(6-7, 220 lbs., FR, F, #2, 9.0 ppg, 8.0 rpg, 3.0 apg, South Grand Prairie HS/South Grand Prairie, Tex.)

The numbers don't overwhelm, but Wyatt missed much of last season after tearing the ACL in his right knee nine games into his junior year.

That inactivity may have scared off some recruiters, but not Barnes. "He's going to be a great one here," the coach said.

What Barnes particularly likes is Wyatt's versatility. He can play shooting guard and both forward positions.

Another knee injury, however, this one in the preseason, will further slow Wyatt's development. Wyatt is not expected back until early January following September arthroscopic surgery to repair further cartilage damage in his right knee.

"William had made great strides," Barnes lamented, "but he is going to be a productive player."

(6-7, 215 lbs., FR, F, #45, 17.3 ppg, 10.6 rpg, 8.5 apg, 2.0 spg, Seminole HS/Seminole, Tex.)

Ogden was voted Texas' "Mr. Basketball" last season after leading Seminole HS to a 34-4 record and second place in the state in Class 3A.

Ogden nearly averaged a triple-double. For a player projected to back up at the shooting guard and small forward positions, he handed out more assists than you'd expect. He and Wyatt will be part of the frontcourt rotation.

(6-0, 170 lbs., JR, G, #21, 1.7 ppg, 0.5 rpg, 8.9 minutes, .464 FG, .444 3PT, .824 FT, Collin County JC, Tex. & Carrollton HS/Carrollton, Tex.)

If only McColpin could get his own shot. He was by far the team's best shooter. Of his 28 field-goal tries, 27 were launched from three-point land.

If the Longhorns' shooting is going to be awful again this season, they need to find a way to free McColpin.


(6-5, G, 22.6 ppg, Wichita State)

Evans, a high-scoring shooting guard, is transferring from Wichita State and will have two years of eligibility with the Longhorns beginning in the 2000-01 season. His 22.6 ppg as a sophomore led the Missouri Valley Conference and ranked ninth nationally.

"I picked Texas because all the pieces of the puzzle are already intact," Evans told the Austin American-Statesman. "I really mesh well with the players and coaching staff. It's a positive staff, and I love the way Texas the state has pride in Texas the school. I'm looking forward to being a part of that."

Barnes called Evans "one of the top players in college basketball. Obviously, this is a huge commitment for our program."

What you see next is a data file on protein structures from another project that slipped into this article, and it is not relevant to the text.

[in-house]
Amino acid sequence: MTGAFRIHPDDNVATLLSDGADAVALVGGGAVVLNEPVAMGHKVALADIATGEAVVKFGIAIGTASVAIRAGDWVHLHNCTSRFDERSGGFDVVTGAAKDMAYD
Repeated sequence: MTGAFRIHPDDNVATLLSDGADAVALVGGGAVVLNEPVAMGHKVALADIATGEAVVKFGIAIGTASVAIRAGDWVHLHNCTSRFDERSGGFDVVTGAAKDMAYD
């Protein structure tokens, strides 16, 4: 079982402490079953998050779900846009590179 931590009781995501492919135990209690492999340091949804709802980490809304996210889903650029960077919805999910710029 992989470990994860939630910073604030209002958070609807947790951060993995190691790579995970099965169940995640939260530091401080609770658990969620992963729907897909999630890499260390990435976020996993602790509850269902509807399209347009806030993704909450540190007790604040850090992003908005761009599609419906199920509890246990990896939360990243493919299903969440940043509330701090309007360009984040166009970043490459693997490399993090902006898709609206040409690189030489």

(6-5, SF, 14.2 ppg, 6.4 rpg, 1.6 apg, 34.0 minutes, .404 FG, .308 3PT, .687 FT)

Nobody was more hurt by the departure of Penders than Clack. Penders thought enough about Clack, that when sentiment was turning against the coach in the aftermath of the 1997-98 season, Penders asked Clack to hold a press conference to defend him as a coach who didn't abuse his players.

Clack said he had no problems playing for Barnes, but the numbers tell a different story. Clack's averages and percentages dropped. His role changed from that of a "go-to" player to role player. Clack was still good enough to make second-team All-Big 12, but he figured to play a more important role for the Longhorns before Penders left the program.

His senior year wasn't a complete loss. Clack became the first player in school history to record 200 steals and 100 blocks in a career.

(6-4, SG, 5.8 ppg, 2.8 rpg, 1.4 apg, 26.0 minutes, .436 FG, .317 3PT, .595 FT)

"Chico" Vasquez was a four-year starter. He played the point his first three seasons, then was moved to shooting guard last year.

Vasquez is tied for fifth in games started (107) at Texas, but is one of those rare birds who played that long and didn't finish with at least 1,000 career points. His numbers were down from 1997-98, just as they were throughout the backcourt.

(6-8, F, 3.7 ppg, 2.0 rpg, 13.8 minutes, .588 FG, .250 FT)

The 1998-99 season was a tough deal for Drakes, who traveled to Texas from his native Trinidad through a community college in North Dakota. He then suffered a broken bone in his foot in the 10th game, and missed the rest of the season.

Drake was out of redshirt options, and also out of luck.

(6-9, F, 3.0 ppg, 2.1 rpg, 11.4 minutes)

Carter was the top frontcourt player off the bench last year, but the Longhorns didn't go to their bench much. Carter played in all 32 games, made one start, and actually fared better in Big 12 play (when he averaged 3.8 ppg and 2.7 rpg) than in the non-league games.

(6-2, G, St. Raymond's HS/Bronx, N.Y.)

Hunter was supposed to be the jewel of Penders' final recruiting class, the latest in his New York City pipeline. He is the son of former Harlem Globetrotter Bobby Jo Hunter and appeared to have a bright future at Texas.

But Hunter did not qualify and was forced to sit out last season. Over the summer, he saw where he didn't fit into Barnes' plans and opted to transfer.

Shooting? Somehow the Longhorns managed to win the conference despite ranking seventh in field-goal percentage (.424), ninth in three-point percentage (.324) and 11th in free-throw percentage (.650).

Depth? Newcomers have to supply it, because Texas returns only five letterwinners.

Philosophy? Some Tom Penders holdovers didn't buy into Barnes' disciplined tactics on and off the floor. It's a defense-first system, and five newcomers will have to adjust.

Mihm and Muoneke! They comprise the Big 12's best frontcourt and one of the best in the nation.

Defense! In league games, Texas led the Big 12 in scoring defense at 60.3 ppg. Opponents shot only 38.7 percent.

Barnes! He pulled off a minor miracle in Austin. Now, he must deal with expectations.

The 19th edition of Blue Ribbon College Basketball Yearbook is on sale now. To order, call 800-828-HOOP (4667), or visit their web site at http://www.collegebaskets.com